ABS data for December released Friday revealed refinancing was down 1.5% to $19.1 billion but still remains elevated.

The value of new home loan commitments also declined 4.3% to $23.4 billion.

Owner occupiers made up $15.6 billion while investors made up $7.9 billion - falls of 4.2% and 4.4% respectively.

New first home buyer loans continued to come off the boil, down to $3.66 billion in December, down 35.9% in a year and well below the pre-pandemic peak.

Those who continued to borrow borrowed at slightly larger amounts, with the average loan size for owner occupiers up to $604,000 from $602,000 the month prior.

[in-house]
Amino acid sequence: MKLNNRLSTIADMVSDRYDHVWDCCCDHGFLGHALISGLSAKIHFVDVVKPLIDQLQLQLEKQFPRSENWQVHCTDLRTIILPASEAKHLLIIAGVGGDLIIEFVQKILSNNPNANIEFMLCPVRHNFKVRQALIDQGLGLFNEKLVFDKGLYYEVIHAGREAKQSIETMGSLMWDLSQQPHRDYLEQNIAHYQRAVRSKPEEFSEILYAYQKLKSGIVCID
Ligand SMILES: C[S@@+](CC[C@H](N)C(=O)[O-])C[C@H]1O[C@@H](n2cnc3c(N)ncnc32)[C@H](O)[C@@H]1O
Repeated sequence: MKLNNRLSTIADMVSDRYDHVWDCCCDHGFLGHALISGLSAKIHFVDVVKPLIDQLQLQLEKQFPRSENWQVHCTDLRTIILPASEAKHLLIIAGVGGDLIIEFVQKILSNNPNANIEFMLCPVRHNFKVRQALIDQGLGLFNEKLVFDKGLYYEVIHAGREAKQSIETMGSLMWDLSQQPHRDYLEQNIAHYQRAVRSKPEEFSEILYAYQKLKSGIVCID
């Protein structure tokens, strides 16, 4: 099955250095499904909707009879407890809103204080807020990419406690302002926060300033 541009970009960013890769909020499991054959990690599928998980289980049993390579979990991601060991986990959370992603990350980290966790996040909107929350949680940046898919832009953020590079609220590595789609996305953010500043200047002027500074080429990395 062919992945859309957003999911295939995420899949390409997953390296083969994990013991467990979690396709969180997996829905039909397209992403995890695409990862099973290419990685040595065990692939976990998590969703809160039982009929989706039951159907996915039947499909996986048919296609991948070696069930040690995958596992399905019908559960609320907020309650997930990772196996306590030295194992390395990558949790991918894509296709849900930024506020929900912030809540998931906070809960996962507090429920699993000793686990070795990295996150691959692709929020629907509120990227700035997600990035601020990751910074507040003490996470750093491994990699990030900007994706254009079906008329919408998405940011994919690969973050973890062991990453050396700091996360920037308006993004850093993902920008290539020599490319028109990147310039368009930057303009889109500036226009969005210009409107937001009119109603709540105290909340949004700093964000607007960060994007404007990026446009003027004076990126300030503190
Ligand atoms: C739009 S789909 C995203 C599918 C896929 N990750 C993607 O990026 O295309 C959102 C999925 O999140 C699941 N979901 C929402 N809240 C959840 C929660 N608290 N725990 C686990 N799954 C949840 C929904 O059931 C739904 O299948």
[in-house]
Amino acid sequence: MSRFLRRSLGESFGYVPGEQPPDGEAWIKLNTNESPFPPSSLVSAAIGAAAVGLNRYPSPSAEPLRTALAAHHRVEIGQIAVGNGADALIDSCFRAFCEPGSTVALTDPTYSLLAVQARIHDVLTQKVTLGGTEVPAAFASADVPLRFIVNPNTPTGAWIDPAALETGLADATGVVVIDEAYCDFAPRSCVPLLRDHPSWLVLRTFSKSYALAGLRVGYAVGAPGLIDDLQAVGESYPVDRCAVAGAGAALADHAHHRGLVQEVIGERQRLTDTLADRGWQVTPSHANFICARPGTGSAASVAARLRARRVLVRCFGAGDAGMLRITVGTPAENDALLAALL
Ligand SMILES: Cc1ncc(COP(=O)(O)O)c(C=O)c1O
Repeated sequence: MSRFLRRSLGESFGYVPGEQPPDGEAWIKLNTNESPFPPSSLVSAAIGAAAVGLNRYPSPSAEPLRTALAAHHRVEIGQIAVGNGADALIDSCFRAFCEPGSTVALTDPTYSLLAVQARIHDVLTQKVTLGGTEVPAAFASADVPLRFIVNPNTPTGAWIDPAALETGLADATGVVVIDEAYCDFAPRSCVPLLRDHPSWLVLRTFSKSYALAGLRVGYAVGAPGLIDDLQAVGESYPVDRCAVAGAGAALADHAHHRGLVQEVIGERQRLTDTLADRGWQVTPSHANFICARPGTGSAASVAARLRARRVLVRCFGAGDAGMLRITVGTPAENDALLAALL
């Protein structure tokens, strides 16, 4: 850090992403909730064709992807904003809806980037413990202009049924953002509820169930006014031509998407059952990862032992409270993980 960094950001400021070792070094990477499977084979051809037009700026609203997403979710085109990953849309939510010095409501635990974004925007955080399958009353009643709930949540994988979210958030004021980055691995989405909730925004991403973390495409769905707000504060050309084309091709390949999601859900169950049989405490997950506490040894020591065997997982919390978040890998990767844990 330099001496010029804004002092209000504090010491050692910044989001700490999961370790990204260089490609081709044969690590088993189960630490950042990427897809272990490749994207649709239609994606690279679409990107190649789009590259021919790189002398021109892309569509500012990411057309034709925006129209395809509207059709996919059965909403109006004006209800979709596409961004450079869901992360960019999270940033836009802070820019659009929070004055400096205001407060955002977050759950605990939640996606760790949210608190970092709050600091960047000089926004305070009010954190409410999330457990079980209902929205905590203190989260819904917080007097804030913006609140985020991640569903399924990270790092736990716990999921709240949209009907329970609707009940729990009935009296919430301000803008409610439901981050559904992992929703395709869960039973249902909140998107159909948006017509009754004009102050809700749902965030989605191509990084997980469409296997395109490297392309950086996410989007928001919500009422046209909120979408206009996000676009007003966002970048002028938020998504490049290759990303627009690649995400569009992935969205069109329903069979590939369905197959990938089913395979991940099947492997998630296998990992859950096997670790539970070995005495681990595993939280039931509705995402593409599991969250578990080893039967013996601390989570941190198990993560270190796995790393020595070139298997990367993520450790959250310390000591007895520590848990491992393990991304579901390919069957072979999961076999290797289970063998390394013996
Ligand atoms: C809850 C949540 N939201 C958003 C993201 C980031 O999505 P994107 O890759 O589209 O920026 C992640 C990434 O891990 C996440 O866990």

For investors this figure was also $604,000.

ABS head of finance and wealth Sean Crick said borrowers switching lenders is at historical highs because their low pandemic-era fixed interest rates are expiring, but new loans have pulled back.

"In December 2022, the value of total new housing loan commitments was 23% higher than the level seen in February 2020, prior to the COVID 19 pandemic," Mr Crick said.

"In December 2021, the value of these commitments was 74% higher than the pre-pandemic level."

Analysis of the major banks' - CBA, WBC, NAB and ANZ - financial reports reveals $268 billion worth of fixed-rate home loans are set to expire in 2023.

The four majors, as per the latest data, account for 75.2% of the value of home lending by banks in Australia.

The total value of new fixed-rate home loans written in December, including refinancing, amounted to $2.438 billion, or approximately 4.9% of the loan pool.

More to come...